When Working From Home With Baby At Hand [parenting] [times Of India]

Here's how to do the balancing act. Set realistic goals: With a baby in tow, don't expect to finish all your work in day's time. Instead, go slow and set realistic goals. Plan your week in advance. Set a schedule: Revolve your work schedule around your baby's sleeping hours. Start your day early in the mornings while your kid is still asleep. Stay energised: Tending to your child's needs while meeting professional commitments can take a toll on your health. Stock up on energy bars, nuts, fruits, healthy finger foods etc and have them frequently. You can also opt for a power nap during the afternoon. Keep help at hand: Call your in-laws over for a few days, while you are settling into the work mode. For the original version including any supplementary images or video, visit http://www.tmcnet.com/usubmit/-when-working-from-home-with-baby-hand-parenting-/2014/02/10/7670291.htm





The work-from-home tug of war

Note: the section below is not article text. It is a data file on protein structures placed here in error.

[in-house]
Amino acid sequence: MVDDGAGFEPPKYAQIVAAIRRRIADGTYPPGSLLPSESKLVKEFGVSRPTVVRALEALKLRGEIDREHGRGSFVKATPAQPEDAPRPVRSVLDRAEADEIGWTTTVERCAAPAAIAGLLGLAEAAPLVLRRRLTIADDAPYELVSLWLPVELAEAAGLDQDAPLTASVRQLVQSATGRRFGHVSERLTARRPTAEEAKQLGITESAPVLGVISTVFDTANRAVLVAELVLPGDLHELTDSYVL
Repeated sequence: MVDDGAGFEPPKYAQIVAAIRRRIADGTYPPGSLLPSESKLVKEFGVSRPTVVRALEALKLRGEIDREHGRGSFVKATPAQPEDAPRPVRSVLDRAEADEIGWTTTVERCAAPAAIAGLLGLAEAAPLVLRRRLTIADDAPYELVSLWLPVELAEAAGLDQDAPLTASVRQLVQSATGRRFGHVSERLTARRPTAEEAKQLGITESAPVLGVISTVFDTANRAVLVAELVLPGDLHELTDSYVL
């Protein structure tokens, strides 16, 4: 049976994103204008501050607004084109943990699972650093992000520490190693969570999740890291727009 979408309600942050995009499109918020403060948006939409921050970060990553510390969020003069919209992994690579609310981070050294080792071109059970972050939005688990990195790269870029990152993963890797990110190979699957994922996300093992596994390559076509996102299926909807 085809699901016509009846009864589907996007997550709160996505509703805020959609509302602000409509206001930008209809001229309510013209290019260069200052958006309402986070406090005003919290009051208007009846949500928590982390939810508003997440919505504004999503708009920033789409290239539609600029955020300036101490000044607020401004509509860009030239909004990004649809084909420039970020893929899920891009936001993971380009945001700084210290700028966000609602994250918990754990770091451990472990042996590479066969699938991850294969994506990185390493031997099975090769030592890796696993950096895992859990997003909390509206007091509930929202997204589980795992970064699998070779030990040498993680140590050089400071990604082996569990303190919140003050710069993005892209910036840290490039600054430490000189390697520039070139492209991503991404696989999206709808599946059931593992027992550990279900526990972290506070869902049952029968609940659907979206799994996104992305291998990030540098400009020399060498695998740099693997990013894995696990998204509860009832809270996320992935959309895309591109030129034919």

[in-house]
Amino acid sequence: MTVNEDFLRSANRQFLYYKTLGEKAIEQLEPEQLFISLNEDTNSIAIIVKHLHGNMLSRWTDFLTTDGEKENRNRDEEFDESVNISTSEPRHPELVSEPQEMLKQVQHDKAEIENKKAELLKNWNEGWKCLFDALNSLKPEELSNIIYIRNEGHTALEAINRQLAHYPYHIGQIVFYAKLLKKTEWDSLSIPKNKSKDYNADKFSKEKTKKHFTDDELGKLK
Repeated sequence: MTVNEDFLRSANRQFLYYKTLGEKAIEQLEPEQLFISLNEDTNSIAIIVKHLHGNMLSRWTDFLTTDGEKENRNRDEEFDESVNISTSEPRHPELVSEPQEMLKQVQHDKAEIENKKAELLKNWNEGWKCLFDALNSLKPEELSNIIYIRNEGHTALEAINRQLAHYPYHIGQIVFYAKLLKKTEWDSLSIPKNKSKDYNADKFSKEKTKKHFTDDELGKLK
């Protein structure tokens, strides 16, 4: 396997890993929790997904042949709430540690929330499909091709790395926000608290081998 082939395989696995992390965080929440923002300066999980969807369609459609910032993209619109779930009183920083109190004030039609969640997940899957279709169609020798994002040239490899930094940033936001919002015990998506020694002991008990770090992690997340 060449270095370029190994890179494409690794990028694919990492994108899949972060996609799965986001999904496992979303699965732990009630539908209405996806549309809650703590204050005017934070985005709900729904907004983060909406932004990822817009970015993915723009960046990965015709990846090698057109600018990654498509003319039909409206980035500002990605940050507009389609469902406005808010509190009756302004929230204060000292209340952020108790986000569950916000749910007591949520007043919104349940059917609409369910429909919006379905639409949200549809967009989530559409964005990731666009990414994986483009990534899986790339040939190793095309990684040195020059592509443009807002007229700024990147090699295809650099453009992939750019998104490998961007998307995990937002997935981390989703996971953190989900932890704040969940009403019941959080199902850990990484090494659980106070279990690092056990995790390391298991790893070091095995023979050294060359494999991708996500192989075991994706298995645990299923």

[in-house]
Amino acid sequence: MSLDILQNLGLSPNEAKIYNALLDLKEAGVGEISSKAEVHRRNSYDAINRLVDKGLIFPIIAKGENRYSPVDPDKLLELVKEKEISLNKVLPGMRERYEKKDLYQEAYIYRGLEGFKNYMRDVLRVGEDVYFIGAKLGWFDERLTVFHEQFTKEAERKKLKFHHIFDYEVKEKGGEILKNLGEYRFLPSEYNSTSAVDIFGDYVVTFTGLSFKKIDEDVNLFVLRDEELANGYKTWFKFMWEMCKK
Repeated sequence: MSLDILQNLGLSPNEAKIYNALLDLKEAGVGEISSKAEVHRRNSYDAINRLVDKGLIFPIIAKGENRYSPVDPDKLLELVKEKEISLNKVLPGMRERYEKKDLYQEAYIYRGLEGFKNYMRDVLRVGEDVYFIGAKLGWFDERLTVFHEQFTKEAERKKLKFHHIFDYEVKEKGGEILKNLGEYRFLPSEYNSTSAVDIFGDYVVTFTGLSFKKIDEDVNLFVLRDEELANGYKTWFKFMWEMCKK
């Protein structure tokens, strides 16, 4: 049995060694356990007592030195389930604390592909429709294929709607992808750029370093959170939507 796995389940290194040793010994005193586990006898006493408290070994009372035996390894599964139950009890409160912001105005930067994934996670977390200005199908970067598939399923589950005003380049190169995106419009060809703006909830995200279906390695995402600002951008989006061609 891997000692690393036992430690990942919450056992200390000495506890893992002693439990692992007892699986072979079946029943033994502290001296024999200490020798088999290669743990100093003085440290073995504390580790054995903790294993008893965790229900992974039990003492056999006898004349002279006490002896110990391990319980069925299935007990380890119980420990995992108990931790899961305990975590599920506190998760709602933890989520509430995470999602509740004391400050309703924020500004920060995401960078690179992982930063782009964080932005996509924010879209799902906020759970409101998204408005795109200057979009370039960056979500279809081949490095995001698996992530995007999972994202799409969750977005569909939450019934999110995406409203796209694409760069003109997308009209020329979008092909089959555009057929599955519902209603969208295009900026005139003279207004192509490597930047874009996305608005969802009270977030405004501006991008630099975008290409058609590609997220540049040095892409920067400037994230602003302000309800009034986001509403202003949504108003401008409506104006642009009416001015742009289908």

Patti McCreary, with her son Tyler Mebust, 3, works out of her San Diego-area home for a company based in New York. Telecommuting allows her to spend more time with her three young children. (Photo: Robert Hanashiro, USA TODAY) The loved one is never more cherished than when threatened, and so it's been a nervous fortnight for many telecommuters since Yahoo CEO Marissa Mayer announced plans to corral her telecommuters like cattle wandering the North 40. REPORT: VPN logs led to Yahoo telecommute ban It's true that Yahoo denied making any broad statement about the practice; that most telecommuters can distinguish their situation from that of their counterparts at Yahoo and Best Buy, another struggling company that's tightening its telecommuting policy; that many employers have too much best way to make money UK invested in telecommuting to go back now. But the Yahoo affair has forced us to consider the downside of a work style that has been hailed as the solution to everything from air pollution to the dog's need for an afternoon walk. Its benefits are modest but numerous. I don't see it going away. Ravi Shankar Gajendran Ravi Shankar Gajendran, a University of Illinois business professor who's spent years studying telecommuting, says the furor "illustrates a fundamental tension about telecommuting: Is it a business strategy, or some sort of employee right, like health insurance?" Translation: Is telecommuting good for employer or employee? Both, Gajendran says. "Its benefits are modest but numerous. For the original version including any supplementary images or video, visit http://www.usatoday.com/story/news/nation/2013/03/11/the-work-from-home-tug-of-war/1979457/